Clipped from: https://www.deccanherald.com/
The Reserve Bank of India (RBI) has yet again cut the key policy interest rate – the repo — to 4% last week, the lowest in two decades. The step came after Finance Minister Nirmala Sitharaman’s Rs 20 lakh crore fiscal stimulus, fell abysmally short of expectation and handed out no immediate respite to those suffering the severest Covid-19 blow. It was widely criticised by all shades of people and a global brokerage firm Bernstein even asked Finance Minister Nirmala Sitharaman, “Is the aim to revive GDP, or to reach the 20,000,000,000,000 number?
It is intriguing that within a week of one of the world’s largest fiscal stimuli, the RBI had to intervene with another set of monetary easing. That itself speaks volumes about the effectiveness of the fiscal largesse the government sought to deliver. The RBI under the stewardship of Shaktikanta Das has been the most amiable in India’s history. He has delivered a 250 basis point cut or a flat 2.5 percentage points in one and a half years since he joined the Mint Street at the fag end of 2018. Notwithstanding the pandemic period, when almost all the central banks have been following easy monetary policy to anchor the virus-stricken economy, Das had handed out a 135 basis point cut even before that, when India’s economy had weakened.
This is typically what the governments love the central banks to do – keep the interest rates low, keep the cost of capital at the lower end, bring in more investment and create jobs. The central bankers, in turn, demand the government to compliment with equal measures because capital alone cannot jack up production, increase demand and boost consumption. The RBI, though, has delivered handsome rate cuts, it has reminded the government too that at a time like this when private consumption, the mainstay of Indian economy, has hit rock bottom, the government needs to drive it through various fiscal tools.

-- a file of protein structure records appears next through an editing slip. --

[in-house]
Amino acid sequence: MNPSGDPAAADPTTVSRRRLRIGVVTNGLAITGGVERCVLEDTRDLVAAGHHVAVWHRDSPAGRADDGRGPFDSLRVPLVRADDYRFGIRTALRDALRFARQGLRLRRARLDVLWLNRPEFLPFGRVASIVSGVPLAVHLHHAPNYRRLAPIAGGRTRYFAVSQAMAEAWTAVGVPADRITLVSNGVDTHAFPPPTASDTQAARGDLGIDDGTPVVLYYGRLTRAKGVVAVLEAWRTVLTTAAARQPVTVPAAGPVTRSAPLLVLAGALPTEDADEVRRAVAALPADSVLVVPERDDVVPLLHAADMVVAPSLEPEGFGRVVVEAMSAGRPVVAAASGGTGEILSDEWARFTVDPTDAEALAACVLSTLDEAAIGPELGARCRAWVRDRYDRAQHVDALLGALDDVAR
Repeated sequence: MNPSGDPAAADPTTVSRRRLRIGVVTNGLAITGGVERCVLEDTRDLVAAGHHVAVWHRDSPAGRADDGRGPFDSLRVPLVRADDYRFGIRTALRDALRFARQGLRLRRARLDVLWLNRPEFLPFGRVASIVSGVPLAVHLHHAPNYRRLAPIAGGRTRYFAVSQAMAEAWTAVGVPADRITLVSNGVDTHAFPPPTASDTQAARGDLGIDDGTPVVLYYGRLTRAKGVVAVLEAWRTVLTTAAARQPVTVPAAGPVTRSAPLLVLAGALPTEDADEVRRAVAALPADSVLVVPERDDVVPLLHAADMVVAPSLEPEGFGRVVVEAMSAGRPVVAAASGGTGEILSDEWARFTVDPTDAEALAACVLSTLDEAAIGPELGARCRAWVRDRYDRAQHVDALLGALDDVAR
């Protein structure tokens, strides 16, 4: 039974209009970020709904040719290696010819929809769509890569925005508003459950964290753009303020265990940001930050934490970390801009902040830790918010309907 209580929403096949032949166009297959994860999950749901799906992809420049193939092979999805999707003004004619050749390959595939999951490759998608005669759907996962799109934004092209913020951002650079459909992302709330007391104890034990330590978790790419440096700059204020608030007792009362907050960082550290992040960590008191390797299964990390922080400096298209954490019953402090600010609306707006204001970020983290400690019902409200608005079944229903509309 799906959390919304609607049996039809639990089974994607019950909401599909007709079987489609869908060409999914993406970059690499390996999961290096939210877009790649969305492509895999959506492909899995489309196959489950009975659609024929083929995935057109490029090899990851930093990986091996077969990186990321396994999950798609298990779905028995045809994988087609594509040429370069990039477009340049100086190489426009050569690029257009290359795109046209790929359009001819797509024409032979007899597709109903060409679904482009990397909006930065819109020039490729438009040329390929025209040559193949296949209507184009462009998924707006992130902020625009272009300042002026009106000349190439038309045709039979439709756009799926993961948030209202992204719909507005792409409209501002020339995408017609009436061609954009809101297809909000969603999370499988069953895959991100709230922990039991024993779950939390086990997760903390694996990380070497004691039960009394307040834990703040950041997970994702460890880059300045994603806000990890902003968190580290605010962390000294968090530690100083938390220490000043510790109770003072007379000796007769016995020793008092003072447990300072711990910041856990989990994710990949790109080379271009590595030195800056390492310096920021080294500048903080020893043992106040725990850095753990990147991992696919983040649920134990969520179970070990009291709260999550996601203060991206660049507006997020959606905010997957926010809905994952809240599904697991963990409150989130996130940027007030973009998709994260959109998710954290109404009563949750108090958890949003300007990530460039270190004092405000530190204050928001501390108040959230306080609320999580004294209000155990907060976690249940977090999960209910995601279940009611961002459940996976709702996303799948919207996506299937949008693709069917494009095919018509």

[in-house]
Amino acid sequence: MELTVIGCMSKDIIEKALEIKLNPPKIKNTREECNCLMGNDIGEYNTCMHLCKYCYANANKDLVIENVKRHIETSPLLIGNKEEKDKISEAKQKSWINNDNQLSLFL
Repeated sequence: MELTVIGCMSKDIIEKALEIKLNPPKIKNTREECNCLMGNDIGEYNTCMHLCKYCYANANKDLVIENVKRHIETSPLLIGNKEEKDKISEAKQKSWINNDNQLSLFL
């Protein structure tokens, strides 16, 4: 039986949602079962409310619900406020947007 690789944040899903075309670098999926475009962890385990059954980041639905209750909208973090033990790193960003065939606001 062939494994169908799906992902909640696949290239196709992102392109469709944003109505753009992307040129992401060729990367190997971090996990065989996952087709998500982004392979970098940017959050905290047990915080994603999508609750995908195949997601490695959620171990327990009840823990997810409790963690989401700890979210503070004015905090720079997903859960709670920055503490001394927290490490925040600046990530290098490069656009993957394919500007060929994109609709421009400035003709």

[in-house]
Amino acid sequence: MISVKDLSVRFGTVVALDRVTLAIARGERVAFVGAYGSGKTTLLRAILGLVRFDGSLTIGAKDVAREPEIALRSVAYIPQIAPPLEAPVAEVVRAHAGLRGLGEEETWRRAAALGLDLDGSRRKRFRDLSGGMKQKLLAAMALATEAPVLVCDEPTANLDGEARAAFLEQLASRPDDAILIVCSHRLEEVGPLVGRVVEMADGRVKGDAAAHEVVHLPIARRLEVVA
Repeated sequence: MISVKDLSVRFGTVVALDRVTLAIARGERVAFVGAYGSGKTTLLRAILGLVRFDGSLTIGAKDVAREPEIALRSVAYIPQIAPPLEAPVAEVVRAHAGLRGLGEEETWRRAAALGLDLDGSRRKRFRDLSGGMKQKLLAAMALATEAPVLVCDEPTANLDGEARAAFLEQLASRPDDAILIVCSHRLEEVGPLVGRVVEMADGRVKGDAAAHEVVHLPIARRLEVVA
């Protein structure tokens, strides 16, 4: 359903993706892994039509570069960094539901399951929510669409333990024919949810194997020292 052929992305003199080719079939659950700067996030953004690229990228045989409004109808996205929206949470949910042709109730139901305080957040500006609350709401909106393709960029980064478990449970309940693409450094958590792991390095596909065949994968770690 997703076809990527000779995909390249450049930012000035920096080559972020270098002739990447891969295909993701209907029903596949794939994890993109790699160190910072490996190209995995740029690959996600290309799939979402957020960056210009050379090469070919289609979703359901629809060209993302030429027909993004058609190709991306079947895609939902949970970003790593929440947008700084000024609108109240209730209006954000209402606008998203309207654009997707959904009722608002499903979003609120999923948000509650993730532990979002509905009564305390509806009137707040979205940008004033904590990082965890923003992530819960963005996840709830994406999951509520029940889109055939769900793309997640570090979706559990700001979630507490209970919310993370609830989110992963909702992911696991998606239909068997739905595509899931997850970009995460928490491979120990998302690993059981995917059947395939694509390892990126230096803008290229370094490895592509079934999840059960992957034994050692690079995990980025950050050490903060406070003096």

Land and labour reforms are welcome. They are the other two factors of production apart from capital. But when people have lost jobs, households have lost income and postponed their discretionary purchases, as evident from a decline in the manufacturing sector, no amount of freeing up of capital can help.
An IMF study released late Saturday said fiscal stimulus measures—such as temporary targeted cash transfers to liquidity-constrained, low-income households that kick in when the unemployment rate rises above a certain threshold—could be highly effective in countering a downturn caused by a typical demand shortfall. The RBI data substantiates that.
Bank credit in single digit
Banks’ credit growth has moved to single digits despite the repo rate remaining at an all time low. The latest data shows loan growth of commercial banks has nearly halved to 6.5% in May from 12.9% in December 2018, before Das began to cut interest rates. Bank credit has consistently declined since then, quarter after quarter, even before the outbreak of Covid-19. Clearly, there is something else that is ailing the economy and it is not cost of capital at the moment. While banks are afraid of lending, businesses are not coming forward to take loans either.
The collapse in demand across urban and rural India as the RBI has alluded to, the stress in manufacturing and services shown in the PMI survey and the depressed capacity utilisation data by the companies is throwing up enough hints that the RBI rate cuts will not help the economy at this juncture.
In one of her interviews after delivering an apparently mammoth fiscal package, the finance minister said she had compared announcements made by other countries too, and that India’s was not different from them.
An IMF tracker of G-20 countries’ fiscal support to fight Covid-19 till May 20 showed India’s total revenue and spending measures as compared to its GDP were lowest among them. Even Turkey, with a population of a little above 8 crore has unleashed spending support more than two times that of India, which has 130 crore people and an estimated 68% of whom are under poverty line. The RBI accounts for close to Rs 10 lakh crore of support extended to the Covid-infected economy, while the government has actually given only a little above Rs 2 lakh crore of direct support to poor and marginalised.